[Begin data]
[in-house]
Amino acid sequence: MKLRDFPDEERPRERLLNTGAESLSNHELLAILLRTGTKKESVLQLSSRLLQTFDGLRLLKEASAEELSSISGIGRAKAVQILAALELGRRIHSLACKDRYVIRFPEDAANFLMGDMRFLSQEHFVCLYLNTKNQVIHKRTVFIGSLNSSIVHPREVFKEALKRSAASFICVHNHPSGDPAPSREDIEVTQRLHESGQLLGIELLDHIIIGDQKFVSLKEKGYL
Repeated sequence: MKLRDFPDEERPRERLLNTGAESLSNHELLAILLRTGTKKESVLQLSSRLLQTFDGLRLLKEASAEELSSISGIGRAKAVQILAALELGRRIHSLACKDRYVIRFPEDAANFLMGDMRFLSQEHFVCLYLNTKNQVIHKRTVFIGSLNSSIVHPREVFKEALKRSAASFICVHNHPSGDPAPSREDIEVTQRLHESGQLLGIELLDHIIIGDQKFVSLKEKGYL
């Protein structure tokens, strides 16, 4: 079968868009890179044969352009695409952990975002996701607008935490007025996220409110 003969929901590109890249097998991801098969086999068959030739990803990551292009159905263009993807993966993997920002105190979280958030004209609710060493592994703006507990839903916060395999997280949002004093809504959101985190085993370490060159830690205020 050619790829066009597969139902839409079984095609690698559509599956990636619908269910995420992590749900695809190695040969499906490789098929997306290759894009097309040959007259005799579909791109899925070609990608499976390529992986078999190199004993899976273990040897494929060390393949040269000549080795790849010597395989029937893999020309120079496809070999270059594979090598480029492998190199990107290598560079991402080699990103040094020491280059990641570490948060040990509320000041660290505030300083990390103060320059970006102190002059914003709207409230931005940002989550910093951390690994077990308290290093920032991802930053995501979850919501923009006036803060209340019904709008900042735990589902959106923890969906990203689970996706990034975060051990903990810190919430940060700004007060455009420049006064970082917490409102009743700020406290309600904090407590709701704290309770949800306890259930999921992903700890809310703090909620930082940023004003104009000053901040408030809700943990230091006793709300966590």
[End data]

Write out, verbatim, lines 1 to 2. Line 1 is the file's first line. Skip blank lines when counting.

[in-house]
Amino acid sequence: MKLRDFPDEERPRERLLNTGAESLSNHELLAILLRTGTKKESVLQLSSRLLQTFDGLRLLKEASAEELSSISGIGRAKAVQILAALELGRRIHSLACKDRYVIRFPEDAANFLMGDMRFLSQEHFVCLYLNTKNQVIHKRTVFIGSLNSSIVHPREVFKEALKRSAASFICVHNHPSGDPAPSREDIEVTQRLHESGQLLGIELLDHIIIGDQKFVSLKEKGYL